Archive for January 9th, 2010

Lessons with Rereko.

I'm beginning to suspect that part of the reason why I appreciate the Manga Guide books so much is because the audience surrogate character tends to be female. Not only that, but a cheerful, energetic, never-give-up, let's-positive-thinking female character. It means that she gets the majority of the screentime, and so people like me can ogle the eye-candy while our brains try to work out the concept being explored.

An unfortunate side-effect is that the smart teacher doing the explaining is generally a guy, of the Young Nerd-type Everyman variety seen in plenty of anime. While this is obviously to provide a little romantic comedy into the entertainment, it's probably best not to look too deeply into the gender roles.

Of course, MGTDatabases has several more characters than the teacher-student duo of MGTPhysics and MGTDatabases, and the explainer is a little (female) fairy. I wonder if I need a bigger sample size.

The Manga Guide To Electricity is a little harder for me to understand than MGTPhysics and MGTDatabases. Which is odd, since I didn't have trouble in school with this bit of my Physics classes (my problem areas were in Chinese, Literature, and non-calculus higher math like Statistics). I can only imagine what Molecular Biology would be like.

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Scanned in.

Having accidentally missed out on Negima volume 22 the last time I went to Kinokuniya, I picked it (and volume 24) up the next trip there. Also picked up were, among others, The Manga Guide To Electricity (still unread so far), and the first two light novel translations of Shakugan no Shana.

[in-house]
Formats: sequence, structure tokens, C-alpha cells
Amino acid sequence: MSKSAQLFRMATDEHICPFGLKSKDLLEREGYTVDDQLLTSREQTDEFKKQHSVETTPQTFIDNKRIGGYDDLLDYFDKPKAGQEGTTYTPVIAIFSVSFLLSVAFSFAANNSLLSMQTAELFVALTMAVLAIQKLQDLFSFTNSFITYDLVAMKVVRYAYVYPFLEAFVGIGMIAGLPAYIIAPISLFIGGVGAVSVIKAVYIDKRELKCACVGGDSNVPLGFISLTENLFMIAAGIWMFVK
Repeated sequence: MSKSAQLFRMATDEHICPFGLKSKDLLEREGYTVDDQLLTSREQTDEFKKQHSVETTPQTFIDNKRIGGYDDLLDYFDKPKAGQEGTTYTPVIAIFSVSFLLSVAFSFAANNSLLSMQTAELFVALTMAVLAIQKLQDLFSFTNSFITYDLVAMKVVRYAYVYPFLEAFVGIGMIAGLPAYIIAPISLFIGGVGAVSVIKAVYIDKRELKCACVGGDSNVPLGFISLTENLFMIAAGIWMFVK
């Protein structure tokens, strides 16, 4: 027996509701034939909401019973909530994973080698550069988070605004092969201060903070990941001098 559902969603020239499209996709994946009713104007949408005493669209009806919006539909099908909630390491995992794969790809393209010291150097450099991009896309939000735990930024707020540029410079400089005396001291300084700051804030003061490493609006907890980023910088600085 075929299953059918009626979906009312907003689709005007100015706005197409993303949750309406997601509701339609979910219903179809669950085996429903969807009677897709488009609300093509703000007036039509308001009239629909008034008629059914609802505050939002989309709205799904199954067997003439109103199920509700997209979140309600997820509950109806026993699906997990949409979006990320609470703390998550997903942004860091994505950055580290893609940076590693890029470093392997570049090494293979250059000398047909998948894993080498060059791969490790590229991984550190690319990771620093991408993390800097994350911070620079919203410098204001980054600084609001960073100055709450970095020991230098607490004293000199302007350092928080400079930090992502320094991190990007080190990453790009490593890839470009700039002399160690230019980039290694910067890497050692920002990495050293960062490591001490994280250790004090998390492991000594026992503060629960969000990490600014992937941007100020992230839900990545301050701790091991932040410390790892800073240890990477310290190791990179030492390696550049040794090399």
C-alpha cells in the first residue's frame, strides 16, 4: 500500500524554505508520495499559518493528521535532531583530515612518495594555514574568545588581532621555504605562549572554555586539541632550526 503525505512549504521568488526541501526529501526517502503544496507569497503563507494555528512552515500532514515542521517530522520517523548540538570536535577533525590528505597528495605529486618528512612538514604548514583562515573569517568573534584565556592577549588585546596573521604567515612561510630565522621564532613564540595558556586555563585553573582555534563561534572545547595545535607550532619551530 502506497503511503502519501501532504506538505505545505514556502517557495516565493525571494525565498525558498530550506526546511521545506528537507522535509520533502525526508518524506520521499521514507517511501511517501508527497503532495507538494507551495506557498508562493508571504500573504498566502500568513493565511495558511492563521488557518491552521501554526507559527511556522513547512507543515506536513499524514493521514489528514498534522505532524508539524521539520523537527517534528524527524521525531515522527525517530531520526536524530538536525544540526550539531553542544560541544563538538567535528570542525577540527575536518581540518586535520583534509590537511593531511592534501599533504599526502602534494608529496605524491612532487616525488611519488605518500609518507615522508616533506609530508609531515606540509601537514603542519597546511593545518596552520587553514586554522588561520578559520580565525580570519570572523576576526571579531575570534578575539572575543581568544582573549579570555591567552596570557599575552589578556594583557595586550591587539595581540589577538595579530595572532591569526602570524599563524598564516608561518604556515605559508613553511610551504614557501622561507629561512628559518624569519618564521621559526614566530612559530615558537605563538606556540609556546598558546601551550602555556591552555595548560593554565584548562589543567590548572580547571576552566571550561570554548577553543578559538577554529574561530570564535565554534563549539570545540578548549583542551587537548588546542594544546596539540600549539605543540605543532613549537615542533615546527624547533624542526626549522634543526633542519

I don't know if I'm just used to the Little Brown Books translation of The Melancholy of Haruhi Suzumiya, but the Shakugan no Shana novels, distributed in English by Viz Media, feel more… stilted. I get the feeling that the translation is more literal, rather than the liberties in flow taken for TMoHS. Then again, I have the TMoHS books in Japanese as well, so I can compare. For Shakugan no Shana, I arm myself with nothing but idle curiosity.

The differences in the story from the anime are about what I'd expect: characters are introduced in a different order, and events have different motivations. I can't fault the changes in the anime, since (at least for the bits I've seen in the novels) they tell a story of equal value.

And yet, I can sort of see the underlying Japanese beneath the English text. It is almost as though my experience in watching anime has re-translated the oddly-worded exclamations and dialogue into something more familiar, if in another language. The primary reason I couldn't watch Shakugan no Shana raw without help was because of the jargon, which is explained in slightly more detail here.

I do have to raise a sci-fi-reader eyebrow at the way the paragraphs of infodump are presented in the middle of the action, though. In English-language science fiction and fantasy, it's a sign of inexperienced writing (since it brings the flow of action to an abrupt halt, losing momentum), but maybe the culture is different in Japanese.

It's too early for me to tell whether the odd tediousness of the light novels is due to the translation, or if it is inherent to the original. What I can fault the distributors for, however, is the lack of any sort of volume numbering on the outside, be it on the spine or blurb. The Haruhi novels have something like that, although at least they mention which volume it is in the promo blurb at the back of the book.

As it is, I had to guess from the titles and blurbs, which required prior knowledge of plot events from the anime (or research online, which does not bode well for impulse buys like mine). If you're wondering, The Girl With Fire In Her Eyes is the first volume, and apparently the spectacularly uninformatively-named Fight Day is the second.

Shana put her hands on her hips. "It's called melon bread because of the way the top cracks when it bakes. Real melon bread shouldn't taste like melon — that's heresy!"

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